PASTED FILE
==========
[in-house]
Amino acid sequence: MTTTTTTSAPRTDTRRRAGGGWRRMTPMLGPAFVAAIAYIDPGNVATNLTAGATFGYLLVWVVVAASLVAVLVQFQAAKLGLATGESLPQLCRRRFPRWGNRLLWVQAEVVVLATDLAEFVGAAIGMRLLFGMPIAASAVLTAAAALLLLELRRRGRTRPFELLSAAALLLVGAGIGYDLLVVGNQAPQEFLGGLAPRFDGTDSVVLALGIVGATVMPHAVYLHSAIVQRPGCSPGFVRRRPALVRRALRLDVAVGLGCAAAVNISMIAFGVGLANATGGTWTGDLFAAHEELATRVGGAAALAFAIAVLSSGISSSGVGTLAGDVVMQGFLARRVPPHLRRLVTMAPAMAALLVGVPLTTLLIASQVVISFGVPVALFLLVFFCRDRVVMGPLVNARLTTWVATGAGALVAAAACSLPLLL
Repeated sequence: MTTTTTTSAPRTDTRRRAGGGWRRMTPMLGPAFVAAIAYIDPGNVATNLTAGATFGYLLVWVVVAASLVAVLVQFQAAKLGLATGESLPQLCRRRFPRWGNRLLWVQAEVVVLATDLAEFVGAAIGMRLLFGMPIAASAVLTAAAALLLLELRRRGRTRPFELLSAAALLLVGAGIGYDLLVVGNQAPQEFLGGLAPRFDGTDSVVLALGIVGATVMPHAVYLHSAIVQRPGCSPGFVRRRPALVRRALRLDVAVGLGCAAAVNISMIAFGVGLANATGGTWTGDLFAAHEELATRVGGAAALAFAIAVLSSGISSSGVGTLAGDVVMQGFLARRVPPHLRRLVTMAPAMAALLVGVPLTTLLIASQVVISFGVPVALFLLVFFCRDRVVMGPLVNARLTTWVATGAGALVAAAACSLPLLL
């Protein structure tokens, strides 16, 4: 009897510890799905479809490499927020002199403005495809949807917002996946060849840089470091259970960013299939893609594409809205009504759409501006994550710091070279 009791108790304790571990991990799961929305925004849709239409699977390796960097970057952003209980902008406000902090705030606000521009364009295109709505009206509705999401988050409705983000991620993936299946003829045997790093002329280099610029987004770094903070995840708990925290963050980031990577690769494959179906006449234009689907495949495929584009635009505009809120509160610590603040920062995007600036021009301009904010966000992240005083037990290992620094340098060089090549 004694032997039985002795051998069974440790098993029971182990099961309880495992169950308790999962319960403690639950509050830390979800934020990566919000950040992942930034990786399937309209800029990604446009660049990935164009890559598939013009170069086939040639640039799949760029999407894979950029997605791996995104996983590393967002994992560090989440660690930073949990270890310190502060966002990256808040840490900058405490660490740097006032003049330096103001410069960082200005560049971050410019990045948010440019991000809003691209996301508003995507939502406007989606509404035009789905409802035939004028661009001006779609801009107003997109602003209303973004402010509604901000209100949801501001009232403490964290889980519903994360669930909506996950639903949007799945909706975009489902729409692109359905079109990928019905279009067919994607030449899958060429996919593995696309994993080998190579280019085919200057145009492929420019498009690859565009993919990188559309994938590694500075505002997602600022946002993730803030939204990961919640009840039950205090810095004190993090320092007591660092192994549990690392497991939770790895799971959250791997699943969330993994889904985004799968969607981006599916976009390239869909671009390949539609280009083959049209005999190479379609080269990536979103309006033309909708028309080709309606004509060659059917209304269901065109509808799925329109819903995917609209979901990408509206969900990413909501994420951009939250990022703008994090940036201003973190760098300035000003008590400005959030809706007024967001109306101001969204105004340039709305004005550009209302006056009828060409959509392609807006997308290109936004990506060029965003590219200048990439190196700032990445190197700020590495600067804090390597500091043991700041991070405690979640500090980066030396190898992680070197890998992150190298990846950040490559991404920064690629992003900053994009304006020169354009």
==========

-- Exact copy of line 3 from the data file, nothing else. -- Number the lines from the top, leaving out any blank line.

Repeated sequence: MTTTTTTSAPRTDTRRRAGGGWRRMTPMLGPAFVAAIAYIDPGNVATNLTAGATFGYLLVWVVVAASLVAVLVQFQAAKLGLATGESLPQLCRRRFPRWGNRLLWVQAEVVVLATDLAEFVGAAIGMRLLFGMPIAASAVLTAAAALLLLELRRRGRTRPFELLSAAALLLVGAGIGYDLLVVGNQAPQEFLGGLAPRFDGTDSVVLALGIVGATVMPHAVYLHSAIVQRPGCSPGFVRRRPALVRRALRLDVAVGLGCAAAVNISMIAFGVGLANATGGTWTGDLFAAHEELATRVGGAAALAFAIAVLSSGISSSGVGTLAGDVVMQGFLARRVPPHLRRLVTMAPAMAALLVGVPLTTLLIASQVVISFGVPVALFLLVFFCRDRVVMGPLVNARLTTWVATGAGALVAAAACSLPLLL